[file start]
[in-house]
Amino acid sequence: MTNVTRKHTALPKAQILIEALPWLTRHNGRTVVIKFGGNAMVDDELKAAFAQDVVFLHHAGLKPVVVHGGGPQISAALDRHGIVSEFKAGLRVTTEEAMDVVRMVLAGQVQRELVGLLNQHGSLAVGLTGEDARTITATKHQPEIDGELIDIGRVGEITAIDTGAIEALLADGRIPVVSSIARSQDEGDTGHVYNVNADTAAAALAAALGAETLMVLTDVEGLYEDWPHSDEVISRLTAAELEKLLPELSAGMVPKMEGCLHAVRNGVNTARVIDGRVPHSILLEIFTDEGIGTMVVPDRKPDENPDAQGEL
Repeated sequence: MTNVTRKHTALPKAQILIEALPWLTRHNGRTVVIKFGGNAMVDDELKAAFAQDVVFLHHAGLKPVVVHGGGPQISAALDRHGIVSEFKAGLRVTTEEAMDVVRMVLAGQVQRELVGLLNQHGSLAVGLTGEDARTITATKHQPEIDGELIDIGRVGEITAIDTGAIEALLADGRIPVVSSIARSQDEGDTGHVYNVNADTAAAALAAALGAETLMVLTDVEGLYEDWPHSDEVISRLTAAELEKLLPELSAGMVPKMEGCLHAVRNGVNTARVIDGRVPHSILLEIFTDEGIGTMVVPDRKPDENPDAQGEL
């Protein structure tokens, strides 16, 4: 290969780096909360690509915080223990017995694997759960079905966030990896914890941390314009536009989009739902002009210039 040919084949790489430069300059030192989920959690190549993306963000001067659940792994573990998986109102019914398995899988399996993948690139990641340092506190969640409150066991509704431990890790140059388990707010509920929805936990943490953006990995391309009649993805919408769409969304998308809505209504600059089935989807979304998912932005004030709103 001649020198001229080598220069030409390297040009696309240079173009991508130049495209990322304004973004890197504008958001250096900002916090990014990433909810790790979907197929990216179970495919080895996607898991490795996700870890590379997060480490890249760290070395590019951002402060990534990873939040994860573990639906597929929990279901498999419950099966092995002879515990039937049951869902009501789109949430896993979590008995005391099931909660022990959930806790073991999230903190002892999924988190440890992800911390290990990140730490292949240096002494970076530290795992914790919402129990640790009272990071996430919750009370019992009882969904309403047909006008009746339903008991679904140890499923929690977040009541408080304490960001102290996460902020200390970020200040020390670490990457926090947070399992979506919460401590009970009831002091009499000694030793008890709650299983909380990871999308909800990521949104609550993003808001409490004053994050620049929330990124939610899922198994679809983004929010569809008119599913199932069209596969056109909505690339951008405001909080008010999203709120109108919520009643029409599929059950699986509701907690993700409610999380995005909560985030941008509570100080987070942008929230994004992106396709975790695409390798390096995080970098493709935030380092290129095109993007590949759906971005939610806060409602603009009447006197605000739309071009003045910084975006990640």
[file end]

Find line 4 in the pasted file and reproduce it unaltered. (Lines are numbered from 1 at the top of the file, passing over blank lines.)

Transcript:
């Protein structure tokens, strides 16, 4: 290969780096909360690509915080223990017995694997759960079905966030990896914890941390314009536009989009739902002009210039 040919084949790489430069300059030192989920959690190549993306963000001067659940792994573990998986109102019914398995899988399996993948690139990641340092506190969640409150066991509704431990890790140059388990707010509920929805936990943490953006990995391309009649993805919408769409969304998308809505209504600059089935989807979304998912932005004030709103 001649020198001229080598220069030409390297040009696309240079173009991508130049495209990322304004973004890197504008958001250096900002916090990014990433909810790790979907197929990216179970495919080895996607898991490795996700870890590379997060480490890249760290070395590019951002402060990534990873939040994860573990639906597929929990279901498999419950099966092995002879515990039937049951869902009501789109949430896993979590008995005391099931909660022990959930806790073991999230903190002892999924988190440890992800911390290990990140730490292949240096002494970076530290795992914790919402129990640790009272990071996430919750009370019992009882969904309403047909006008009746339903008991679904140890499923929690977040009541408080304490960001102290996460902020200390970020200040020390670490990457926090947070399992979506919460401590009970009831002091009499000694030793008890709650299983909380990871999308909800990521949104609550993003808001409490004053994050620049929330990124939610899922198994679809983004929010569809008119599913199932069209596969056109909505690339951008405001909080008010999203709120109108919520009643029409599929059950699986509701907690993700409610999380995005909560985030941008509570100080987070942008929230994004992106396709975790695409390798390096995080970098493709935030380092290129095109993007590949759906971005939610806060409602603009009447006197605000739309071009003045910084975006990640």